Spain's royal rendez-vous with justice

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Spain's royal rendez-vous with justice

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Spanish Princess Cristina, formally known as ‘La Infanta’, has an unusual date this Saturday, with a judge.

The younger of the King’s two daughters — no longer untouchable by royal privilege — will be questioned about suspected tax fraud and money laundering.

Investigating magistrate José Castro, on the Balearic island of Mallorca, wants to know how Her Highness’s apparently personal spending moved through Aizoon, the alleged dummy company she owned jointly with her husband Iñaki Urdangarín: a set of dishes for just over 1,700 euros, for example, dancing lessons at home or family parties.

Her former Olympic handball player husband is also a formal suspect in a long-running criminal probe into the embezzling of millions of euros in public money, with former associate Diego Torres, in the non-profit conference and event advice body he was head of, the Nóos Foundation.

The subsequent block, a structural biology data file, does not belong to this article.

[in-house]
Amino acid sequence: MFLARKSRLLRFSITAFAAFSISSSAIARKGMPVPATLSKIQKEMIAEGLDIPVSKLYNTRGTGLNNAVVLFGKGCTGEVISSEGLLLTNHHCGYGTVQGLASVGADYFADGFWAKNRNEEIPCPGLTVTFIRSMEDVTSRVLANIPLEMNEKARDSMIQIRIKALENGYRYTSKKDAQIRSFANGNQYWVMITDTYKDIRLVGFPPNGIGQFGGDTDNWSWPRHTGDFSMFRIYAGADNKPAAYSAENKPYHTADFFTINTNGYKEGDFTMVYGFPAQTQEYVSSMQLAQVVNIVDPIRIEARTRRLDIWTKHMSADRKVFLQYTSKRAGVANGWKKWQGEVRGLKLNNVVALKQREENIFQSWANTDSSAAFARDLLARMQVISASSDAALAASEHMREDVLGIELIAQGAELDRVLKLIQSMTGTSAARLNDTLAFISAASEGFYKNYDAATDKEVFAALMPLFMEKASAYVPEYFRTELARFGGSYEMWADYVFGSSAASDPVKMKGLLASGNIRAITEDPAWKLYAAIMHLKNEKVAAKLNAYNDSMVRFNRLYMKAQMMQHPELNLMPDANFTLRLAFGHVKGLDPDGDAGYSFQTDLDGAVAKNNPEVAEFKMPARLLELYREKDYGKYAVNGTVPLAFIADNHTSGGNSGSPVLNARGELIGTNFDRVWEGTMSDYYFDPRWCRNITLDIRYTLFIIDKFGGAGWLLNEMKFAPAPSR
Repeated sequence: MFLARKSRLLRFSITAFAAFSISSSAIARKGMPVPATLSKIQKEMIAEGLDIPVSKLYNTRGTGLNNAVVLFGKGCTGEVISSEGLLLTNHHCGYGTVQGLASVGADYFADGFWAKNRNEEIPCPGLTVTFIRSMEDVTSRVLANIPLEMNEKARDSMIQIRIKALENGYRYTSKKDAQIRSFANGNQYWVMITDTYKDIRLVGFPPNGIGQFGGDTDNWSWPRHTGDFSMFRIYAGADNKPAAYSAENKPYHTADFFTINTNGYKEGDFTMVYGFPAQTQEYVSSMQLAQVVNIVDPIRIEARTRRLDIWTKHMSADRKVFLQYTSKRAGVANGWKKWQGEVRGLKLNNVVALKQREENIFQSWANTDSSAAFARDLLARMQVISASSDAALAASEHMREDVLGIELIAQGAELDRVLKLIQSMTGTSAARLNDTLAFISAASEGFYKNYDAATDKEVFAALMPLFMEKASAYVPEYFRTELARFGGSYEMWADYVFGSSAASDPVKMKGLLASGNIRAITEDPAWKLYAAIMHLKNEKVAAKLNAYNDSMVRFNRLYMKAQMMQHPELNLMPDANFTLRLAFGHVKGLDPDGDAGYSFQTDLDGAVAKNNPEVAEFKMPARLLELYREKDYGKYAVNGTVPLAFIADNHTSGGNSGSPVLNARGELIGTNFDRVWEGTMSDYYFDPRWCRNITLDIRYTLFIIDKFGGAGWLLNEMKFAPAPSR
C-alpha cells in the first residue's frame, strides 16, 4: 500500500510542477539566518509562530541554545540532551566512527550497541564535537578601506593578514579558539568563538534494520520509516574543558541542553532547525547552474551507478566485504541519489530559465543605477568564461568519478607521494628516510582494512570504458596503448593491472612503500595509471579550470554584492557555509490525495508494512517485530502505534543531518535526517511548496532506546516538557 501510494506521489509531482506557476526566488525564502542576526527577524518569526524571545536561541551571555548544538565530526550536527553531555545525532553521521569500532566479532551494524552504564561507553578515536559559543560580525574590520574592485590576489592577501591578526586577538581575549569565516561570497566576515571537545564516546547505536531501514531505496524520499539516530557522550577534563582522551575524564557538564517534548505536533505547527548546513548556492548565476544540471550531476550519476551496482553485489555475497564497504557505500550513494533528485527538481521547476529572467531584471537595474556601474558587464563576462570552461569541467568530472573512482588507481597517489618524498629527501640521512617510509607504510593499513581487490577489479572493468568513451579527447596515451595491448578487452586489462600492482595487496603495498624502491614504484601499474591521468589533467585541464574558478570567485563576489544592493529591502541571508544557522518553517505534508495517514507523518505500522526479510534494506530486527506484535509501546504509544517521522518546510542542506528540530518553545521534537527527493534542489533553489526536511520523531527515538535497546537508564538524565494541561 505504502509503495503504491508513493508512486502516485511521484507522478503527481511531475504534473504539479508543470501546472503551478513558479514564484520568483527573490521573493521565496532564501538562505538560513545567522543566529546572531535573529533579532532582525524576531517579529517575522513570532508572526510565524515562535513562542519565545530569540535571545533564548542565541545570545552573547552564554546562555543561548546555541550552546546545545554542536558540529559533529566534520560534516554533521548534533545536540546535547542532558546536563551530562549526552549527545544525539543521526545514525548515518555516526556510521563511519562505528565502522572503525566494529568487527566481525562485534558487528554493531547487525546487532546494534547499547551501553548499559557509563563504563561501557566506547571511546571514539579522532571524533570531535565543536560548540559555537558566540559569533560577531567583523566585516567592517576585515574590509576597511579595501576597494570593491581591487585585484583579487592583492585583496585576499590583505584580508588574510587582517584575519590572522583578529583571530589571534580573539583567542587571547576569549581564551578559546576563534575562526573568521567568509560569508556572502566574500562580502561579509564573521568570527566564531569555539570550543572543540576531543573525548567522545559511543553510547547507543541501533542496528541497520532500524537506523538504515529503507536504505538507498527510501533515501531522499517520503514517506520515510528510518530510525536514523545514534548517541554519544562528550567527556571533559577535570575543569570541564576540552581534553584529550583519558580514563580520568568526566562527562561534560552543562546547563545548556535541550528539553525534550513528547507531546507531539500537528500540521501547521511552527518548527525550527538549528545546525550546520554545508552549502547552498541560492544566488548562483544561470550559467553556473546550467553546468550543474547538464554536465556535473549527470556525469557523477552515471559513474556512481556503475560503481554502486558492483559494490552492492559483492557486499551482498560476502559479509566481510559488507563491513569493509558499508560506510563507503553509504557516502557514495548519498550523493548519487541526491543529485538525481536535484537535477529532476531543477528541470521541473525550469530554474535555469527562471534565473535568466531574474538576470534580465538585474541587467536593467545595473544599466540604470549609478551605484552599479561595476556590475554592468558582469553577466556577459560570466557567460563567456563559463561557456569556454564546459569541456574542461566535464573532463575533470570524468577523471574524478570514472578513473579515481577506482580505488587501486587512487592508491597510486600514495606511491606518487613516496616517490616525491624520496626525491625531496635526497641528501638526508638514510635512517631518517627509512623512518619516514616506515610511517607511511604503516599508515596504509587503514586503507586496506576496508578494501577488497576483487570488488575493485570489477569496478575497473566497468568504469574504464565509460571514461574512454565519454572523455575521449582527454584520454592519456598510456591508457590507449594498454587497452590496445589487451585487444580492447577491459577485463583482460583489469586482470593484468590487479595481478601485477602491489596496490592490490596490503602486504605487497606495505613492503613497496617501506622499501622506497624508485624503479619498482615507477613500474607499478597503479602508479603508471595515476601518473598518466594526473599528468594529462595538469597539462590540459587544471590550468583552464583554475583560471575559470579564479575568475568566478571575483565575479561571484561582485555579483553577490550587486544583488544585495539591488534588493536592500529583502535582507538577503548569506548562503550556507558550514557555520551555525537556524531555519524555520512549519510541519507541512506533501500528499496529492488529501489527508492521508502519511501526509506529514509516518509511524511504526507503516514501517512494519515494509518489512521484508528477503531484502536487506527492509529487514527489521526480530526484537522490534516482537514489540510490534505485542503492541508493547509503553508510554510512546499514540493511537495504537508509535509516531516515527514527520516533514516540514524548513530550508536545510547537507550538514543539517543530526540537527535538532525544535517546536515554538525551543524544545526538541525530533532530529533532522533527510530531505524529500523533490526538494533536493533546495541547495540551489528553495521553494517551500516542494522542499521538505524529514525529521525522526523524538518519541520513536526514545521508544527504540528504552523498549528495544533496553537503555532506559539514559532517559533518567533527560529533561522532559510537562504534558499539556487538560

Urdangarín has walked down the alleyway to the courthouse in Palma de Mallorca twice in the past couple of years. He was given the option of driving to the door but said no thanks.

Last year in April, the princess was going to be questioned by judge Castro but a higher authority ruled the evidence was too thin to warrant it.

Urdangarín’s lawyer Mario Pascual Vives dismissed any notion of cracks in the couple: “I’ve seen them very united in the face of adversity, in the face of what is going on now and in the face of what may happen in the future.”

Since that statement nine months ago, the couple have been struck off the official royal engagement calendar, since the scandal shot a gaping hole in the Spanish monarchy’s credibility.

You see, two years ago, when the Urdangarín scandal was just breaking, King Juan Carlos told Spaniards in his Christmas speech that their justice was impartial.

“Fortunately, we live in a state of law, and any reprehensible act should be judged and punished accordingly. Justice is equal for everyone.”

Now, that principle is being put to the test with his daughter, seventh in line for the Spanish throne.

The princess and Urdangarín have denied any wrongdoing.

Unlike her husband, Cristina has not waived the option of arriving for her Saturday court appearance by car.